Cable news made for a story like Chilean mine rescue

Baltimore Sun reporter

From the Z on TV blog:

The world of 24/7 cable TV news was made for stories like the start of the rescue of 33 Chilean mine workers Monday night and Tuesday morning.

For all the partisan excess that has overtaken the genre in recent years, a story like the one taking place under all those TV lights in the middle of a cold, dark desert served as a reminder of what made cable news once seem so promising in the 1980s and '90s -- the ability to take viewers to powerful events around the globe and allow us to become totally involved in them through saturation and continuous coverage.

Fox News, CNN and MSNBC all followed the story carefully during prime time Monday. Following John King's 7 p.m. show, CNN brought Anderson Cooper on early to anchor its coverage. Pre-empting "Parker Spitzer" was not a hard call, given the week-old show's wretched ratings and withering reveiws.

CNN's eagerness to get a big news story and hold an audience was a little too obvious in the early going. A headline at the bottom of the screen near the 8 o'clock hour said, "First miner to surface shortly." Not exactly. That wouldn't happen for almost four hours.

At 9:30 p.m., CNN had revised that headline to read: "First miner to surface tonight."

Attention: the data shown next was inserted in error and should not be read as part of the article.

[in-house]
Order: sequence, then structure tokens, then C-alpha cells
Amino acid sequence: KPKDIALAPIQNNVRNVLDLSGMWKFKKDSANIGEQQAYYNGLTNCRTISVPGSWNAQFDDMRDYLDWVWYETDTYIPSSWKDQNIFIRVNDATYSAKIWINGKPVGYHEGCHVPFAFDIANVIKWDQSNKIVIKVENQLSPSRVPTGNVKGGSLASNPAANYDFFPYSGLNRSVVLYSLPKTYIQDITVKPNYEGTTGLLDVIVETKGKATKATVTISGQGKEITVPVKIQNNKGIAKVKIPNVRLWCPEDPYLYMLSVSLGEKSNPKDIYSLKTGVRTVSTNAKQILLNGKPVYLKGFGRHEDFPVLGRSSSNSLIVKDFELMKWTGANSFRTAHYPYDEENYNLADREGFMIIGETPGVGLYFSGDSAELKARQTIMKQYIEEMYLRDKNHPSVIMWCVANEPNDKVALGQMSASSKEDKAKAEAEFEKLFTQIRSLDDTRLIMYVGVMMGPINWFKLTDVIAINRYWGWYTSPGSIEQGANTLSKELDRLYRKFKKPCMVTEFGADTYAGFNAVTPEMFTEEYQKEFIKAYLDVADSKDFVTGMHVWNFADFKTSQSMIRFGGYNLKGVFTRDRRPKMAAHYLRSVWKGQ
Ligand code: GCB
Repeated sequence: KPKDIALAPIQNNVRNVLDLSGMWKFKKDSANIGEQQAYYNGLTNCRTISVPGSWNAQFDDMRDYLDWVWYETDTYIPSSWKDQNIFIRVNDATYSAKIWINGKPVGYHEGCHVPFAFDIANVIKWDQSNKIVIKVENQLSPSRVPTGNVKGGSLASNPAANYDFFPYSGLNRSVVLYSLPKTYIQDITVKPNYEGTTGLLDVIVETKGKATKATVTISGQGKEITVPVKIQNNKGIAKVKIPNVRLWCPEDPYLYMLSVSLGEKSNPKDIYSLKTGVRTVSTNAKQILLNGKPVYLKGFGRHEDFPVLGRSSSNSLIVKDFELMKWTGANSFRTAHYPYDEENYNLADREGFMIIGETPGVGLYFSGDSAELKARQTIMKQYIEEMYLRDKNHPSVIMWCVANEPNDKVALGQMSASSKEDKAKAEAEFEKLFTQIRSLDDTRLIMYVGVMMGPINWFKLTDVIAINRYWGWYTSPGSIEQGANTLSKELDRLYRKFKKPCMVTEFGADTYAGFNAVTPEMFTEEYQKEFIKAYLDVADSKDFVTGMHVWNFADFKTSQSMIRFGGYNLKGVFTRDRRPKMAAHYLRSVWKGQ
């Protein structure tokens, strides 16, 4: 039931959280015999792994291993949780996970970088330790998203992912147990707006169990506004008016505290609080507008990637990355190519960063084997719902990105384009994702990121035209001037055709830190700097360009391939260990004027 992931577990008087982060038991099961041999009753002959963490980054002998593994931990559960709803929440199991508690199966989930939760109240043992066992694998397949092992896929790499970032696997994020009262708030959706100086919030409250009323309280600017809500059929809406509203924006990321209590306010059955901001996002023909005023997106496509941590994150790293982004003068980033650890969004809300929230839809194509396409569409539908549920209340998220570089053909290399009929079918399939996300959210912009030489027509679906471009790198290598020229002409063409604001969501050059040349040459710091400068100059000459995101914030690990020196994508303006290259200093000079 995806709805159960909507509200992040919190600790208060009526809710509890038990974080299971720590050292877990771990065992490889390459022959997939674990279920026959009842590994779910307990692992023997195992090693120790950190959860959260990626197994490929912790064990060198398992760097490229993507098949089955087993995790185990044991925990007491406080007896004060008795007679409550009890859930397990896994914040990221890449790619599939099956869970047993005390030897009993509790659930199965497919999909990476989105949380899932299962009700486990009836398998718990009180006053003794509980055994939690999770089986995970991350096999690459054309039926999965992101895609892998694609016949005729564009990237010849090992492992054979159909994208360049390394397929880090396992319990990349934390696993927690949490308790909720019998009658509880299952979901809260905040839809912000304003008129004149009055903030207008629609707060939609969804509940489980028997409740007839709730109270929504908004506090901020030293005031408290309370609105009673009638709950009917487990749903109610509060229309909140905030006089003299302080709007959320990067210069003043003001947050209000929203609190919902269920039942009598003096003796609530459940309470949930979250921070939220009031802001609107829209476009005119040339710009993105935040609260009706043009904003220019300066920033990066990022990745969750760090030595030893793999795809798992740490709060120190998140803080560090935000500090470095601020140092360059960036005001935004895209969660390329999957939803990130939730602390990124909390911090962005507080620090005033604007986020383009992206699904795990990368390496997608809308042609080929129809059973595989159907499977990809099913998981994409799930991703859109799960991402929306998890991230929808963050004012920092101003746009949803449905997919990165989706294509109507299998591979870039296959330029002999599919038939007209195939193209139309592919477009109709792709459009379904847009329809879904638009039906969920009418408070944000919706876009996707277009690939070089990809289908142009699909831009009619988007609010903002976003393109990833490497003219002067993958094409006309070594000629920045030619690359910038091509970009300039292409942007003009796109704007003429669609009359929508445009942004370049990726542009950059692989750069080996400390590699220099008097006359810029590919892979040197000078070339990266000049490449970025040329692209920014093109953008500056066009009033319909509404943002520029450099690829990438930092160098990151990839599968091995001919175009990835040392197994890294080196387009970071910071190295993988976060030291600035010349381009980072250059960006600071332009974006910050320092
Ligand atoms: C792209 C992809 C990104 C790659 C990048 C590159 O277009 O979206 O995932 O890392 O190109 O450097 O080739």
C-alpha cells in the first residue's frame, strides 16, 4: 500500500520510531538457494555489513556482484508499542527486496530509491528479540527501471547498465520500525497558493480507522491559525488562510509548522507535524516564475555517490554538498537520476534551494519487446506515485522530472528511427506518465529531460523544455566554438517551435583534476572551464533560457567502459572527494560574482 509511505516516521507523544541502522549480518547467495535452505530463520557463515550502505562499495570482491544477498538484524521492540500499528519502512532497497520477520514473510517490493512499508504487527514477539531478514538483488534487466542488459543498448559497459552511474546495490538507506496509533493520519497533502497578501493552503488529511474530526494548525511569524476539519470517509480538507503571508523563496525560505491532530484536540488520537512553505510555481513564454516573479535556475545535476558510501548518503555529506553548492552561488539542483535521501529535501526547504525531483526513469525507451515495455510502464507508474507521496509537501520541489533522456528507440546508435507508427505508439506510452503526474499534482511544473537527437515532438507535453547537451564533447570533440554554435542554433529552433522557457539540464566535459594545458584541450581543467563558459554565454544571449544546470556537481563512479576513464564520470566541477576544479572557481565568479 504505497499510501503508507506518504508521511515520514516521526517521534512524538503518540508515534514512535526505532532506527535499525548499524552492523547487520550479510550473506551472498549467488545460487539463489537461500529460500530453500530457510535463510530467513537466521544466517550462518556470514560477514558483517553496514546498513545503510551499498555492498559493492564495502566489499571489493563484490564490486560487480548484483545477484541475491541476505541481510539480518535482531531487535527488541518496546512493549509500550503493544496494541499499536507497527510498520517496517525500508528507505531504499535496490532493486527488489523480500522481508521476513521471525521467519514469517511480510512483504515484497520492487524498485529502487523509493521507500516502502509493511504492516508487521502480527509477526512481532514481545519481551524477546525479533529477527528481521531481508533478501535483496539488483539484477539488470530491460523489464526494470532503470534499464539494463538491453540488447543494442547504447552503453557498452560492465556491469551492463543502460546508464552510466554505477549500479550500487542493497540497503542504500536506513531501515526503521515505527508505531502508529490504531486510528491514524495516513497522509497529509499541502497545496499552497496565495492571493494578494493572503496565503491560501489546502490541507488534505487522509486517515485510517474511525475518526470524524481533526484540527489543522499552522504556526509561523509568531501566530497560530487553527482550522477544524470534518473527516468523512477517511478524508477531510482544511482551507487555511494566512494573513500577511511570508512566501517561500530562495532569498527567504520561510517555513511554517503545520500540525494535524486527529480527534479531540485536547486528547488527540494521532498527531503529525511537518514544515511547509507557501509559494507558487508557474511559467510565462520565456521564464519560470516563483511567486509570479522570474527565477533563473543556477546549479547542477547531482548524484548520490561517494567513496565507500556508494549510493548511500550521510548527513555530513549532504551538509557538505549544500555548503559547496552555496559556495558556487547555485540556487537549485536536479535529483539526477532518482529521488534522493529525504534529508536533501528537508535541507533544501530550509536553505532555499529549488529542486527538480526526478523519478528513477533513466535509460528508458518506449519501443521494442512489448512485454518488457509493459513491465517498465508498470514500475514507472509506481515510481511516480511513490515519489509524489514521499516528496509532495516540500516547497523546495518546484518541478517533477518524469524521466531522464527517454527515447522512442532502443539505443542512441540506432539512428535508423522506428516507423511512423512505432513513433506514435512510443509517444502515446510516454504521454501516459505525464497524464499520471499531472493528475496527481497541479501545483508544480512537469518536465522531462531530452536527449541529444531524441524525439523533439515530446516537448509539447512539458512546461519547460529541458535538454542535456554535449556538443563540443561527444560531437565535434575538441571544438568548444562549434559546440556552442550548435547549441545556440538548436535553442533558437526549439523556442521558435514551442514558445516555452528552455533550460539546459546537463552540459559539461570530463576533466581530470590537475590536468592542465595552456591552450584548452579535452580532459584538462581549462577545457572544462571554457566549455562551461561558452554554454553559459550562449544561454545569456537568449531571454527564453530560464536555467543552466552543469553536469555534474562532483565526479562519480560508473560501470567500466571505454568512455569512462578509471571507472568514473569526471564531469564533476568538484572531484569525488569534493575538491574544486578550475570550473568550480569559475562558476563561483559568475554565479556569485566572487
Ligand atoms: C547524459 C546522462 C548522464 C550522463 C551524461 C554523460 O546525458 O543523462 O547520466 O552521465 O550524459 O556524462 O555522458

Florencio Avalos, 31, made it out near midnight in the slender, rocket-like tube that is carrying the miners one at a time from the depths of the mountain in which they have been buried for 69 days.

Fox News and MSNBC, with their higher-rated prime-time programs, used TV as we know it today most effectively. During Bill O'Reilly's show, the highest rated program in cable news, viewers were generally offered a split screen, with the scene in Chile on one-third of the screen and O'Reilly and his guests on the other two-thirds. Viewers were also given frequent full-screen updates from the mine as events warranted. That seemed the best way to go as minor delays with the capsule and further testing by mine officials pushed the actual rescue of the first miner out of prime time in the U.S.

For all the drama and mythic resonance of a narrative that featured man and technology stealing 33 lives back from nature, one of the moments that most impressed me featured NBC reporter Kerry Sanders interviewing one of the wives of a miner for MSNBC. Sanders interviewed the woman gently, sensitively and in Spanish with a simultaneous translation of his questions and her answers for the American audience. It was nice to see a reporter from an American network on a big international story showing respect for another culture and the lives and emotions in jeopardy -- even as he provided first-rate information for his audience in a highly competitive situation. Kudos to Sanders who served as a reminder of the best of broadcast journalism with that interview.

All three cable channels were in place with reporters and cameras, and covered the story well. But while Fox News and MSNBC also gave viewers some part of the cable channels' most popular shows and in so doing also covered other major stories like the court ruling on "Don't Ask, Don't Tell," CNN was mostly one-note through much of the evening when little was actually happening at the mine in Chile.

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